by Darrell Dela Cruz
-For the Watergarden
The pain has no singular outlet,
dispersed amongst the nerves amplified in the spread
which you rub as though you can
control the collateral damage
of earthquakes. Just lean
on the jets in the hot tub, the strength of being pushed away
and pushing back just enough
to settle into a controlled
numb. A conversation amongst smoke fogging
every time we continually
undiscover each other. To never know
and need the alphabet
how I place my knee below your crotch
as you trust me to lean my lips onto you
to encapsulate our language like a self-contained virus.
To test me. To test me. To test me.
We view the intimate as a thing
not specific. How can we trust a protected
hand to touch us spiritually? How can we
adjust our television sets to allow
that same hand to push through? Caress us. Enough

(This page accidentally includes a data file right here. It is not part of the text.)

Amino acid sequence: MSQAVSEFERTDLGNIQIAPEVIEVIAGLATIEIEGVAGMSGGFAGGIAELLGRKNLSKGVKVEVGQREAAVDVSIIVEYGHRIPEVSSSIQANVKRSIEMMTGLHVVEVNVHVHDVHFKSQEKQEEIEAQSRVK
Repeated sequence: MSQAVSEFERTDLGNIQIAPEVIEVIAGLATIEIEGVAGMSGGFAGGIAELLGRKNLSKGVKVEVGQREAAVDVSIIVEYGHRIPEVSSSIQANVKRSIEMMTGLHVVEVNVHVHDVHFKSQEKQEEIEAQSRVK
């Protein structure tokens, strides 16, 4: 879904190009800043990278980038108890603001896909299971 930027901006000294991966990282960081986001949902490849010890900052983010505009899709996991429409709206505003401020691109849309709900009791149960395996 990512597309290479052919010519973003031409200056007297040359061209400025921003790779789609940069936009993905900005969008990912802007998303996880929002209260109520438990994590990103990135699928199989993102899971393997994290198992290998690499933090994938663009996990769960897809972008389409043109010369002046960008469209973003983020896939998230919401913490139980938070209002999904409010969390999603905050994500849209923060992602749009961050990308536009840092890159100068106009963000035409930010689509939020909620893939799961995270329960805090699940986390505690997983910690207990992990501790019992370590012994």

for me to whisper let go and for you to
mouth a goodbye. Wait at the station,
don’t cry. Bruises documented like those going
through Angel Island, their body exposed
like they are sinners to white dressed helpers.
A color that represents death in another language
where one can only can speak between fingers.
There are too many rings
on your keychain, each to separate
which place you can enter/leave: your husband’s place,
your place, your car, his lockbox. What is the sound
of keeping? In “One Art,” it may look like
a disaster to keep track of lost things: his birthday,
the last time you said you loved him, how
to reconcile the distance between islands
and cities. But we continue leaving/
meeting. Our bodies, mine/yours
disgust you. Don’t insult the person
I love I tell you. We are not fixtures.
Darrell Dela Cruz’s work has appeared in Saw Palm, The Minetta Review, Crab Orchard Review, and Studio One. He has a blog where he analyzes poems: retailmfa.blogspot.com. He graduated with an MFA in Poetry from San Jose State University.